Opens May 26, 2018: The Northern Coney Island
Quintuplet Drive. Dionneville. The Quintuplet Village. Quintland. All these names described a stretch of road no longer than 300 meters that attracted over 3 million tourists in the 30s and 40s to come and watch five identical girls dance and play in an outdoor observatory. This “Coney Island of the North” rivalled Niagara Falls as the top tourist destination in Canada as thousands of people were counted waiting in line for the free shows that took place each day. Luckily for the area, an influx of tourists meant an opportunity for business and commercialization, and it did not take long for souvenir shops, information booths, public restrooms, and even a teepee to arrive, where guests could have their photo taken with a First Nations Chief.
Over 20 buildings (some built from scratch, some moved to different locations, others gained additions) covered this landscape between 1934 and 1938, with the exception of the Big House in 1943. Outside of this area, other souvenir shops opened up in downtown Callander just 5 minutes away. This exhibit explores the timeline of these buildings, and the evolution of Quintland, from a regular country road to a bustling attraction, that compared to the likes of Radio City Music Hall, Mount Vernon, and Gettysburg.
Amelia Earhart: Her Life, Her Death and Her Trip to Callander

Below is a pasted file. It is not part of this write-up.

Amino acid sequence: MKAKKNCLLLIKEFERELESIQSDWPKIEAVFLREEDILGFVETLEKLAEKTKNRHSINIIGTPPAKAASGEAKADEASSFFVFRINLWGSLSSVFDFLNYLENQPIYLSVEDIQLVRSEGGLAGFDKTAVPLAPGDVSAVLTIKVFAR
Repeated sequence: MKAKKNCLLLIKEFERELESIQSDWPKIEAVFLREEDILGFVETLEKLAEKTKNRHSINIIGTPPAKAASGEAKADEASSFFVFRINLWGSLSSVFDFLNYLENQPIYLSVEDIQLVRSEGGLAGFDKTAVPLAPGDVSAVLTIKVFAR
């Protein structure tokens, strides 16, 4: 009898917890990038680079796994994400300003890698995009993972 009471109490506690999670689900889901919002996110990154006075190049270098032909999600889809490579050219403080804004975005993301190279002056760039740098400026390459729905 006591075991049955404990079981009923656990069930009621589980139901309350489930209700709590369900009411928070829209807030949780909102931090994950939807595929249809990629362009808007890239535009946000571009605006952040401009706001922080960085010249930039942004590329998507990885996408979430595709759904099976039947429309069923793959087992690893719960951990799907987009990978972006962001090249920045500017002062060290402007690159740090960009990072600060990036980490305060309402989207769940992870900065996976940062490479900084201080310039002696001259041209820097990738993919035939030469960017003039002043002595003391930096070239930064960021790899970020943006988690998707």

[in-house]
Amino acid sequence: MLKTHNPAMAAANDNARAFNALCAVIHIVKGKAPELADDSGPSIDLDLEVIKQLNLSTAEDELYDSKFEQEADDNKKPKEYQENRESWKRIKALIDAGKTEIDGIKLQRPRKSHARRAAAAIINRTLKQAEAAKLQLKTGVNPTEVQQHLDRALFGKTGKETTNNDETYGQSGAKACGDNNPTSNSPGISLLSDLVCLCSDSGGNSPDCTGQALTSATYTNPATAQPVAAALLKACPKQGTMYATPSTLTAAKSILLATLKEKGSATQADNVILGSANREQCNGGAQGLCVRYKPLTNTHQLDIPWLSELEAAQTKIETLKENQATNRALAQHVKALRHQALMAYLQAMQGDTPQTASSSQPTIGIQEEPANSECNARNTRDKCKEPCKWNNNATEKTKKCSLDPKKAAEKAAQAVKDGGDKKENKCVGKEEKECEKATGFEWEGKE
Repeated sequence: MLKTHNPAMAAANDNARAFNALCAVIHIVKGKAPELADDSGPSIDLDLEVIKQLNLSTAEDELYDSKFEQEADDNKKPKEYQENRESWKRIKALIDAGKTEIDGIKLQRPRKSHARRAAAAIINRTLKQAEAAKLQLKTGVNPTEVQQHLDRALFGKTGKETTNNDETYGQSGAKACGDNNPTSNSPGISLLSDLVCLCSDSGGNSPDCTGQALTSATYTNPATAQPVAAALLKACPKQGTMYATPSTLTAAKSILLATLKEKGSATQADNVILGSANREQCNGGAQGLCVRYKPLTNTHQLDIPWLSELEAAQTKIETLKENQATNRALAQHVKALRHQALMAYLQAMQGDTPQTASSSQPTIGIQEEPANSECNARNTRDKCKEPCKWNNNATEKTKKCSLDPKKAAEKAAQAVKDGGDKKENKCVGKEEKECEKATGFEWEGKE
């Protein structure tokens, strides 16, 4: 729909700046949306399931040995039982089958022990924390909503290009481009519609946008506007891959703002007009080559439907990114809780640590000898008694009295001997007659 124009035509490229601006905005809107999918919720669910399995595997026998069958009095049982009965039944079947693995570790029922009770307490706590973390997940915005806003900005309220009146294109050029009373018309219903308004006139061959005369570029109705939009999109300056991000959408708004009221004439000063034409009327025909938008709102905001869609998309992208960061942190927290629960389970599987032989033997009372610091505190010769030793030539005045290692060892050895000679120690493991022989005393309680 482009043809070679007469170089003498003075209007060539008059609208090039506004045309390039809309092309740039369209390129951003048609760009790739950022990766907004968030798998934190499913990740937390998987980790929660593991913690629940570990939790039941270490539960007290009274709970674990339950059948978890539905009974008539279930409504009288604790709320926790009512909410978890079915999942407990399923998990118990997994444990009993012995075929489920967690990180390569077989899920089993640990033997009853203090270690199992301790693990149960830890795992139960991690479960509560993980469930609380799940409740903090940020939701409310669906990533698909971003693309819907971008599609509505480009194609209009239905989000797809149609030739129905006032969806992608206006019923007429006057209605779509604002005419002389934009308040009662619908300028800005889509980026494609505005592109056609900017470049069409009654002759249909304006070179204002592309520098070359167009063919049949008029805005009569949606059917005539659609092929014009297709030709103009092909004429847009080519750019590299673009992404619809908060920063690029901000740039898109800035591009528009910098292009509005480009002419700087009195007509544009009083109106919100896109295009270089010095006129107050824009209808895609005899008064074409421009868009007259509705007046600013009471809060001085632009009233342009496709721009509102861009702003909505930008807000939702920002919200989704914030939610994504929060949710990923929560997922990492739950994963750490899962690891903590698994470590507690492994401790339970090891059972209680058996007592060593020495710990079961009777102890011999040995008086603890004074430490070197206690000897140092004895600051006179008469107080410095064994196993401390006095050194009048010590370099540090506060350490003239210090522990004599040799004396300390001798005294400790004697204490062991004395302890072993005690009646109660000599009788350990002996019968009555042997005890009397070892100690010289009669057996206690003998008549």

It was a common sight for celebrities to be spotted around the Dionne Quintuplet Observatory, or sitting and chatting with Dr. Dafoe in his office, and 80 years ago one such woman came to Callander. In 1937 famed female aviator, author, fashion designer, advocate for the Equal Rights Amendment and columnist for Cosmopolitan magazine Amelia Earhart visited the region to meet Dr. Dafoe and see the Dionne Quintuplets. It was only 6 weeks after this visit to Callander that her plane disappeared in the South Pacific and her fate, while wildly speculated on, has never been proven. It was not her first trip to Canada as she was actually a resident of Toronto in 1918 when she trained as a nurse’s aide to contribute to the war effort and it was here where her lifelong love of aviation was ignited and her life course completely changed.
It was long believed Earhart and her husband, George Putnam, came to Callander for a simple vacation to see the Dionne Quintuplets: however, recent research suggests that Earhart may have had business to discuss in Callander. To discover more about Earhart’s story and her visit to Callander, come see our informational exhibit at the Callander Bay Heritage Museum available starting July 1st, 2017.
The Barber Shop
Our turn-of-the-century barber shop is one of the most unique aspects to our museum. Complete with a working barber pole installed at the entrance, take a stroll through time and see the original chairs from the shop, a wall of mugs (used by the regulars at the time), old razors and more. It was first owned by Eugene Dufresne and then later his son, Alex Dufresne. Alex apprenticed many barbers who then went on to run their own shops in the area. The shop was also used as a Credit Union where loans were given on a handshake. The shop was originally located on the Main Street in Callander before making the move to the old Dafoe house in 1979 where it was retired from regular use. Along with many other artefacts also donated by Alex, it was set up as a permanent display in the new North Himsworth Museum (later changed to the Callander Bay Heritage Museum).